I'm playing Vishnu a bit more serious than he should look. He should be peaceful and regal, but I'm trying to see how I look at the same time that I'm performing. That should be a lesson learned: just perform and don't care what you look like, then review the video and critique yourself. Don't criticise yourself while you are performing.
I put it all together here to see how it moves.
Admittedly, my moves (and waistline) need a lot of work. But let's focus on the costume. Both thumbs need to move more, so I already tightened up the wires that pull the thumbs. Also the elbows don't move nearly as far after the fake skin went on as they did before. I think that's because the fake skin is trapping the actuator-tubes which used to move freely out of the way. Now they are trapped inside the shell and fighting back against motion. I'm not sure if I can fix that.
Also, you can see that a couple gold straps are under my arms which are supposed to be over my arms. I'll need my Hunny to help me get the contraption on and off because I can't get out of the costume by myself when those are holding it all together. I don't know if anybody besides me would notice, but the extra straps holding it onto my shoulders will let me rest backstage better.
Vishnu should be shown with a huge mace (basically the Gavel of Justice, and a mighty weapon), a Chakram (like Xena carries, but it has all the power of Sailor Moon's most powerful Moon blast), and a lotus flower of growing enlightenment, and an open hand of peace (to counter all the weapons).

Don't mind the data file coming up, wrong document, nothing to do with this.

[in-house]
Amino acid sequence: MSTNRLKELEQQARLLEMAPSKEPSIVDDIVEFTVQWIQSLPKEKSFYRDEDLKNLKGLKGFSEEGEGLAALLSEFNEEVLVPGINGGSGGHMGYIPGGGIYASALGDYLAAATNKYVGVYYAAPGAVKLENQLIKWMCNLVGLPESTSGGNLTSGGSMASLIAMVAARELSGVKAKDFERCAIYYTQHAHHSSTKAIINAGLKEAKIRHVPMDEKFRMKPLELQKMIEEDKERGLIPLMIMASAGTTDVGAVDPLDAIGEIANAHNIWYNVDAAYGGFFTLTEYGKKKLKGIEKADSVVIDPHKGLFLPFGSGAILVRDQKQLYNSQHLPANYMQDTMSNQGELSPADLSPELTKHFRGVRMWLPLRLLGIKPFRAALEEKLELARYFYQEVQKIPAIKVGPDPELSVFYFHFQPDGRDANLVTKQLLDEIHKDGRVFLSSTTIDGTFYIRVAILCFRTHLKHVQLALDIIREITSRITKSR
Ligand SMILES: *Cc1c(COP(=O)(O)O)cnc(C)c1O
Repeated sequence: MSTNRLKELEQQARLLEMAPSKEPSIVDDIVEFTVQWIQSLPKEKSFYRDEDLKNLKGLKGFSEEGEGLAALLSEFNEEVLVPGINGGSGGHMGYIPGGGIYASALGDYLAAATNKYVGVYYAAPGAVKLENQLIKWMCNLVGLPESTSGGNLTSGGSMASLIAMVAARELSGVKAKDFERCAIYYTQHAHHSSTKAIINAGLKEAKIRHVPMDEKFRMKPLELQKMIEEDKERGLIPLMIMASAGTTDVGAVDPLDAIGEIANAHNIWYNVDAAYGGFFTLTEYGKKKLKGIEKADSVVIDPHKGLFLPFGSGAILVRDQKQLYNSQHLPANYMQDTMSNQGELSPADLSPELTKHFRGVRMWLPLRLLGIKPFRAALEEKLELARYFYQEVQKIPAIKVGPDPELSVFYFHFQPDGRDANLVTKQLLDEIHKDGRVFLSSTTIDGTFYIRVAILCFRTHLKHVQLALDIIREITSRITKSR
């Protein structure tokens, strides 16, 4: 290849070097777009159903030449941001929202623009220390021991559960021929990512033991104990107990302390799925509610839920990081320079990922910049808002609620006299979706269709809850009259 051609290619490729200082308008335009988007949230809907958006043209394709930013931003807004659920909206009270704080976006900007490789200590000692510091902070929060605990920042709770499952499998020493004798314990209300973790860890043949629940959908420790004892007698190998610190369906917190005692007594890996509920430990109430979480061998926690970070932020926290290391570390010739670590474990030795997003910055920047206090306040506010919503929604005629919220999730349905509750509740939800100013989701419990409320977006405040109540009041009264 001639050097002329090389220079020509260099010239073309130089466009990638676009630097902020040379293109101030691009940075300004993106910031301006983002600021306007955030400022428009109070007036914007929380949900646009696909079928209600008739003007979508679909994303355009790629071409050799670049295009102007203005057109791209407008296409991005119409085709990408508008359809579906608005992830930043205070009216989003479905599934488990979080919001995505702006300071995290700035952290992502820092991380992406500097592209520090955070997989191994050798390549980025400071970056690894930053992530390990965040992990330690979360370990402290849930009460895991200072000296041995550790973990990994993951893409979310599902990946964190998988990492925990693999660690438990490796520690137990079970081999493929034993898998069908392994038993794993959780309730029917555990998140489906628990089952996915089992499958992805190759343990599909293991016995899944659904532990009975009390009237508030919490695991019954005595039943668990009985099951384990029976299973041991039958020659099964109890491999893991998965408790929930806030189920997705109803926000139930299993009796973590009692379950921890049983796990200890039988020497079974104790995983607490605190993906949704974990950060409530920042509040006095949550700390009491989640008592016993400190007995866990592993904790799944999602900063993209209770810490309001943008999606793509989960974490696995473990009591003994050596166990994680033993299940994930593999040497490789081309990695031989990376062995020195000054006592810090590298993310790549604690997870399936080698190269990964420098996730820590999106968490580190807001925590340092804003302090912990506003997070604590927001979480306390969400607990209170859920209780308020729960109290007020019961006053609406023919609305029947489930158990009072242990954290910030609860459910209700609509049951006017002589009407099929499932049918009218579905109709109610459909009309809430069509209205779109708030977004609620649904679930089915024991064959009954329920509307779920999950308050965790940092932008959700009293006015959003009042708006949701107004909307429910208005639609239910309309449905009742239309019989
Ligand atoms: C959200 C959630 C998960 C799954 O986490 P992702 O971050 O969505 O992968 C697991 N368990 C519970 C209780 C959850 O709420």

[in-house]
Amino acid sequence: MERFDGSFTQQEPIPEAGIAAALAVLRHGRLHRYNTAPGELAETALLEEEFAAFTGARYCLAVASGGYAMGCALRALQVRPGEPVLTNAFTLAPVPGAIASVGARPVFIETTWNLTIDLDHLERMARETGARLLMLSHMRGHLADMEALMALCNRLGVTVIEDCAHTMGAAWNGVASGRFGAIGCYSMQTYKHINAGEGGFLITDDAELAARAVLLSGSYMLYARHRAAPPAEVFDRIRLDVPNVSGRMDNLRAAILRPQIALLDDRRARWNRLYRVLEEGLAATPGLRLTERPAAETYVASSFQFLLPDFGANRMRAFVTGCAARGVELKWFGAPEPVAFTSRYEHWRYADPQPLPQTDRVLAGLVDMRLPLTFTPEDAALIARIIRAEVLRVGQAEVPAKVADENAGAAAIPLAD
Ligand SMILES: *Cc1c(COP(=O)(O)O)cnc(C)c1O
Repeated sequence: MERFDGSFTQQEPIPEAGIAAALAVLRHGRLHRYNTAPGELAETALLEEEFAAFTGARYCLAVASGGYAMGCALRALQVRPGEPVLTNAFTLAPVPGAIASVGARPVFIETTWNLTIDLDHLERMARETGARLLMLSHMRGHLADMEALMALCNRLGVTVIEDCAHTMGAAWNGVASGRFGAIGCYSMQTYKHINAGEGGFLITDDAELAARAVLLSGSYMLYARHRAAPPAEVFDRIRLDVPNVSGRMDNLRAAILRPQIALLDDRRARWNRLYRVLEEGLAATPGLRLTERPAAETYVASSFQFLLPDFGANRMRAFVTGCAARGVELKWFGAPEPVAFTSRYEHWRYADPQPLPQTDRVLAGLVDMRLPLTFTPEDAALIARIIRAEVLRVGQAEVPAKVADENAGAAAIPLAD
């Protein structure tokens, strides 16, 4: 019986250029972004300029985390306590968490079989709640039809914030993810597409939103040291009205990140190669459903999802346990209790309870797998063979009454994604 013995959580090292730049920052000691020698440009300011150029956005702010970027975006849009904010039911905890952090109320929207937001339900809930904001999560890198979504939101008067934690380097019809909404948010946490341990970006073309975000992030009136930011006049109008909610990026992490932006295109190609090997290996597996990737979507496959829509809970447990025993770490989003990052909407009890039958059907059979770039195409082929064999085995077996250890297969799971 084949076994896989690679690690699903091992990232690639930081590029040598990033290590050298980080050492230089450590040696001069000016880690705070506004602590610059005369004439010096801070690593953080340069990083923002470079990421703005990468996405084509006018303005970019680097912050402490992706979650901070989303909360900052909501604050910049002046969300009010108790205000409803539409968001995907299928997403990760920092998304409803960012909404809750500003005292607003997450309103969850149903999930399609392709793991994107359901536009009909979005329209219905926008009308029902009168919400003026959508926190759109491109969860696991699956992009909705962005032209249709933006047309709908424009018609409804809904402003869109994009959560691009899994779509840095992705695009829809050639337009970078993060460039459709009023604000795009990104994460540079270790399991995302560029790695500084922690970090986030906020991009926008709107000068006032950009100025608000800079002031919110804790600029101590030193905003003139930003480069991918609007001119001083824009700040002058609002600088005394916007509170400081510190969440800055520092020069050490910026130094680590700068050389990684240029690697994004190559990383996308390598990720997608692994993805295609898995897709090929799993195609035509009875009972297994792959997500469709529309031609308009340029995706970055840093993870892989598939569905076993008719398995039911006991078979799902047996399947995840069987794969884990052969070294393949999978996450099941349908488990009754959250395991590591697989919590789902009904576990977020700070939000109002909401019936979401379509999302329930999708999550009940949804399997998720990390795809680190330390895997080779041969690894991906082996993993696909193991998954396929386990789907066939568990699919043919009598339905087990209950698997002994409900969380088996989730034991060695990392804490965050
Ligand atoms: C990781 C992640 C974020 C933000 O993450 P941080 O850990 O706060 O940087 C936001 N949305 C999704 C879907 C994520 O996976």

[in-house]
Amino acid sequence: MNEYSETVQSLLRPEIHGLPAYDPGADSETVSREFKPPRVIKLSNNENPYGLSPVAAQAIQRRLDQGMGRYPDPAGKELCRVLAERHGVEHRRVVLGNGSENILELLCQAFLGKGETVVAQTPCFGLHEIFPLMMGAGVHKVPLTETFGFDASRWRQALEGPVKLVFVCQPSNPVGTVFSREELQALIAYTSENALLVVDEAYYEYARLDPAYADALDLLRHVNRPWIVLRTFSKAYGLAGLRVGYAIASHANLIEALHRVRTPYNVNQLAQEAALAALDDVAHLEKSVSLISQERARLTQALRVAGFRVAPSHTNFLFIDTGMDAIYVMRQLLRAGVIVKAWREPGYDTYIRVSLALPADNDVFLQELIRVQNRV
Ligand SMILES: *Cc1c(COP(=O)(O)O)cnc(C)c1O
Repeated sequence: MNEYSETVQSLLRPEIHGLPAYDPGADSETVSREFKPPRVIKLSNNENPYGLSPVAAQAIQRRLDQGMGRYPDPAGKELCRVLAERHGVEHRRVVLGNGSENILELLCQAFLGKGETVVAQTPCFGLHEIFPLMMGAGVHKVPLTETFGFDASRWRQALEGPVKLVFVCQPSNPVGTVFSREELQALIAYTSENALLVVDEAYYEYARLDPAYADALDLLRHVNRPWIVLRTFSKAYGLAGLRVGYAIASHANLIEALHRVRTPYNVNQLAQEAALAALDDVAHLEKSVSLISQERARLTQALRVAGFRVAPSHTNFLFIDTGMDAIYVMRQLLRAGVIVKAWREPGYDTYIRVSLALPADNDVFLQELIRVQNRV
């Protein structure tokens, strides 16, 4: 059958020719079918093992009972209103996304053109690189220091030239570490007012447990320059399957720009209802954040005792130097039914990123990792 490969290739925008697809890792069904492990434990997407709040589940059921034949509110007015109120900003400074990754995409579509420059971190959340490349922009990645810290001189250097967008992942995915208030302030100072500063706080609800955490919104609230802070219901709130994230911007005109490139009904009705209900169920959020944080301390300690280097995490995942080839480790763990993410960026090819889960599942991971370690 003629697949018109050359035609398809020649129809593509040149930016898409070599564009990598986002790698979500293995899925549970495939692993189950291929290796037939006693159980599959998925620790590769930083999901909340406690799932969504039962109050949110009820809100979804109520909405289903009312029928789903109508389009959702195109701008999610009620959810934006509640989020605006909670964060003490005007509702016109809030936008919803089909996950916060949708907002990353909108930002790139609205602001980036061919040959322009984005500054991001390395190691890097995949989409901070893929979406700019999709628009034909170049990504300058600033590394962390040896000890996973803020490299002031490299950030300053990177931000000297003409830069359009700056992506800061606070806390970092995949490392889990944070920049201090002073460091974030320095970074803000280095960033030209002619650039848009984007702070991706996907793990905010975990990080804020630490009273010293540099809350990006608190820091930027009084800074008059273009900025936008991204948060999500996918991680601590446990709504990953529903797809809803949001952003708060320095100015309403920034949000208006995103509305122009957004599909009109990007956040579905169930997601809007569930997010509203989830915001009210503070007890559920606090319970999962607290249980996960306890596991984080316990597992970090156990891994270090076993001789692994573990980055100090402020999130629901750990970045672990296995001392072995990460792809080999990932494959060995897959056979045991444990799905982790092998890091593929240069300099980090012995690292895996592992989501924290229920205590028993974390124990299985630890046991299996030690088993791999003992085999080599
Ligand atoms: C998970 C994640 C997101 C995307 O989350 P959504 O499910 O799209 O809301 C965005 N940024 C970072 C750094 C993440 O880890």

From what I read online, there are a few important distinctions between the appearance of Vishnu and Krishna. Krishna's crown has peacock feathers frequently, which would complement his dark midnight blue skin. Vishnu has a crescent moon in his golden crown and a rivulet of the Ganges river, and his skin is the color of clouds laden with rain for your crops. Almost no artists ever get these details right, and I don't blame them because it is about like trying to draw a creature from the Lovecraft Mythos; the spiritual symbolism is more important than the concrete details of the image. The whole point is that they are alluding to concepts outside our ordinary experience that we haven't seen in the commonplace.
Long story short, (Too late, it's already a long story.) my crowns are also not going to hit the mark metaphysically, but they should have two different attitudes. I can make Vishnu's crown more orderly and regal with the crescent moon hovering in it since Vishnu keeps the universe in working order and keeps karma working. Krishna's crown should be more chaotic and youthful.
I start off with the simplest and cheapest ingredients: wire, popsickle sticks, hot glue, magic markers, masking tape, and spray paint.
Many paragons of virtue and holiness are painted with a halo to illustrate how positively beaming with joy they are. Like this great picture for example:
I want this costume to include a psychedelic halo with a moving optical illusion. Here is a video of how I made it and how it looks.
I took ordinary poster board and spray painted a big Peace sign for the back of it.
And I bought a sheet of perforated steel with offset 1/2" diameter holes. I spray-painted the hole pattern through the sheet onto several sheets of poster board so I could have my pick of colors, then finally I spray painted the metal golden.